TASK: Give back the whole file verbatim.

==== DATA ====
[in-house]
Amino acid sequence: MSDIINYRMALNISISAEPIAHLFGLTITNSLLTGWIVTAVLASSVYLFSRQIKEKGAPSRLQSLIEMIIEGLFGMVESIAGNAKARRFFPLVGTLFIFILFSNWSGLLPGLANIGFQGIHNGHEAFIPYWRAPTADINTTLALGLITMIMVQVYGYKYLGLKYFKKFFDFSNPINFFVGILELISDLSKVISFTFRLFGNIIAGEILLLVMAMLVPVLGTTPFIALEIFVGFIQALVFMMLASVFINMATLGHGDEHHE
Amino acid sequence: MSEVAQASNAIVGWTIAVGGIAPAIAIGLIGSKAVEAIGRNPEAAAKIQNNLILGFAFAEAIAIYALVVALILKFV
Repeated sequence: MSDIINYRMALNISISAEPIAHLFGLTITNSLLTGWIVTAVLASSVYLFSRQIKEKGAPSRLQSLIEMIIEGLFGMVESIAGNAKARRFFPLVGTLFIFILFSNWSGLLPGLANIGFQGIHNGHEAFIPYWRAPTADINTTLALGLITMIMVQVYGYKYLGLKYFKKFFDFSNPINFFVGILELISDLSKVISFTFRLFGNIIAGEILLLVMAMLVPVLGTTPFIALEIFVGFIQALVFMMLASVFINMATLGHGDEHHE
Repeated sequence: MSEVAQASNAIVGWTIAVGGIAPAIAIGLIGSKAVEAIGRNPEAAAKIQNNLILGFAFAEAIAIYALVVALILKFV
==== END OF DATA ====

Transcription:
[in-house]
Amino acid sequence: MSDIINYRMALNISISAEPIAHLFGLTITNSLLTGWIVTAVLASSVYLFSRQIKEKGAPSRLQSLIEMIIEGLFGMVESIAGNAKARRFFPLVGTLFIFILFSNWSGLLPGLANIGFQGIHNGHEAFIPYWRAPTADINTTLALGLITMIMVQVYGYKYLGLKYFKKFFDFSNPINFFVGILELISDLSKVISFTFRLFGNIIAGEILLLVMAMLVPVLGTTPFIALEIFVGFIQALVFMMLASVFINMATLGHGDEHHE
Amino acid sequence: MSEVAQASNAIVGWTIAVGGIAPAIAIGLIGSKAVEAIGRNPEAAAKIQNNLILGFAFAEAIAIYALVVALILKFV
Repeated sequence: MSDIINYRMALNISISAEPIAHLFGLTITNSLLTGWIVTAVLASSVYLFSRQIKEKGAPSRLQSLIEMIIEGLFGMVESIAGNAKARRFFPLVGTLFIFILFSNWSGLLPGLANIGFQGIHNGHEAFIPYWRAPTADINTTLALGLITMIMVQVYGYKYLGLKYFKKFFDFSNPINFFVGILELISDLSKVISFTFRLFGNIIAGEILLLVMAMLVPVLGTTPFIALEIFVGFIQALVFMMLASVFINMATLGHGDEHHE
Repeated sequence: MSEVAQASNAIVGWTIAVGGIAPAIAIGLIGSKAVEAIGRNPEAAAKIQNNLILGFAFAEAIAIYALVVALILKFV